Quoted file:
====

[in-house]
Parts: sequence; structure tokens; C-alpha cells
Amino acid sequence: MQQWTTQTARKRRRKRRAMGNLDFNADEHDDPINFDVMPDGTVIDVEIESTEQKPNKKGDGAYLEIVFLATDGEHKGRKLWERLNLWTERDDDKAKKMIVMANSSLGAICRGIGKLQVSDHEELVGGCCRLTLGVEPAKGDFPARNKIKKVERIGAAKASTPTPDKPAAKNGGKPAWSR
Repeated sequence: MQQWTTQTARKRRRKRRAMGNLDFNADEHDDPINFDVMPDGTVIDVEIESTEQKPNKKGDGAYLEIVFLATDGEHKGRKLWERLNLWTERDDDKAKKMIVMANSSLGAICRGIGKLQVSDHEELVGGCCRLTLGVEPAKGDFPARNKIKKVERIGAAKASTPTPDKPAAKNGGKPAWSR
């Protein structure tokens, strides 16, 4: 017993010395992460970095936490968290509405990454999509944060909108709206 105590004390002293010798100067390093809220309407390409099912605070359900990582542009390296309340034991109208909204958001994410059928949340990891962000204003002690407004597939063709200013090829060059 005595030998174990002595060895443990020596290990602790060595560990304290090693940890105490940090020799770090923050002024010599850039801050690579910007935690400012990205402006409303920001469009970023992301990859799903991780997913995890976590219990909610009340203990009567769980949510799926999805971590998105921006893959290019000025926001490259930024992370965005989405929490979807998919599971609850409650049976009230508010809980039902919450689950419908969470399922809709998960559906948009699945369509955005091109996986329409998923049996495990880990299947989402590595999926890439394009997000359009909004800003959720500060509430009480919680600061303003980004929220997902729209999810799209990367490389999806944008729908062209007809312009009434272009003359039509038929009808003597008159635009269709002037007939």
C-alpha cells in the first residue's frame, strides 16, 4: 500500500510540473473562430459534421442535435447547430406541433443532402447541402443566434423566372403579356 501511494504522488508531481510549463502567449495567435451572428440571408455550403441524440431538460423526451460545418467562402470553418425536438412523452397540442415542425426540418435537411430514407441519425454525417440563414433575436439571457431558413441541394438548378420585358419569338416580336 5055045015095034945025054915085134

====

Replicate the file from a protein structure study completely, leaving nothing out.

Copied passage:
[in-house]
Parts: sequence; structure tokens; C-alpha cells
Amino acid sequence: MQQWTTQTARKRRRKRRAMGNLDFNADEHDDPINFDVMPDGTVIDVEIESTEQKPNKKGDGAYLEIVFLATDGEHKGRKLWERLNLWTERDDDKAKKMIVMANSSLGAICRGIGKLQVSDHEELVGGCCRLTLGVEPAKGDFPARNKIKKVERIGAAKASTPTPDKPAAKNGGKPAWSR
Repeated sequence: MQQWTTQTARKRRRKRRAMGNLDFNADEHDDPINFDVMPDGTVIDVEIESTEQKPNKKGDGAYLEIVFLATDGEHKGRKLWERLNLWTERDDDKAKKMIVMANSSLGAICRGIGKLQVSDHEELVGGCCRLTLGVEPAKGDFPARNKIKKVERIGAAKASTPTPDKPAAKNGGKPAWSR
């Protein structure tokens, strides 16, 4: 017993010395992460970095936490968290509405990454999509944060909108709206 105590004390002293010798100067390093809220309407390409099912605070359900990582542009390296309340034991109208909204958001994410059928949340990891962000204003002690407004597939063709200013090829060059 005595030998174990002595060895443990020596290990602790060595560990304290090693940890105490940090020799770090923050002024010599850039801050690579910007935690400012990205402006409303920001469009970023992301990859799903991780997913995890976590219990909610009340203990009567769980949510799926999805971590998105921006893959290019000025926001490259930024992370965005989405929490979807998919599971609850409650049976009230508010809980039902919450689950419908969470399922809709998960559906948009699945369509955005091109996986329409998923049996495990880990299947989402590595999926890439394009997000359009909004800003959720500060509430009480919680600061303003980004929220997902729209999810799209990367490389999806944008729908062209007809312009009434272009003359039509038929009808003597008159635009269709002037007939």
C-alpha cells in the first residue's frame, strides 16, 4: 500500500510540473473562430459534421442535435447547430406541433443532402447541402443566434423566372403579356 501511494504522488508531481510549463502567449495567435451572428440571408455550403441524440431538460423526451460545418467562402470553418425536438412523452397540442415542425426540418435537411430514407441519425454525417440563414433575436439571457431558413441541394438548378420585358419569338416580336 5055045015095034945025054915085134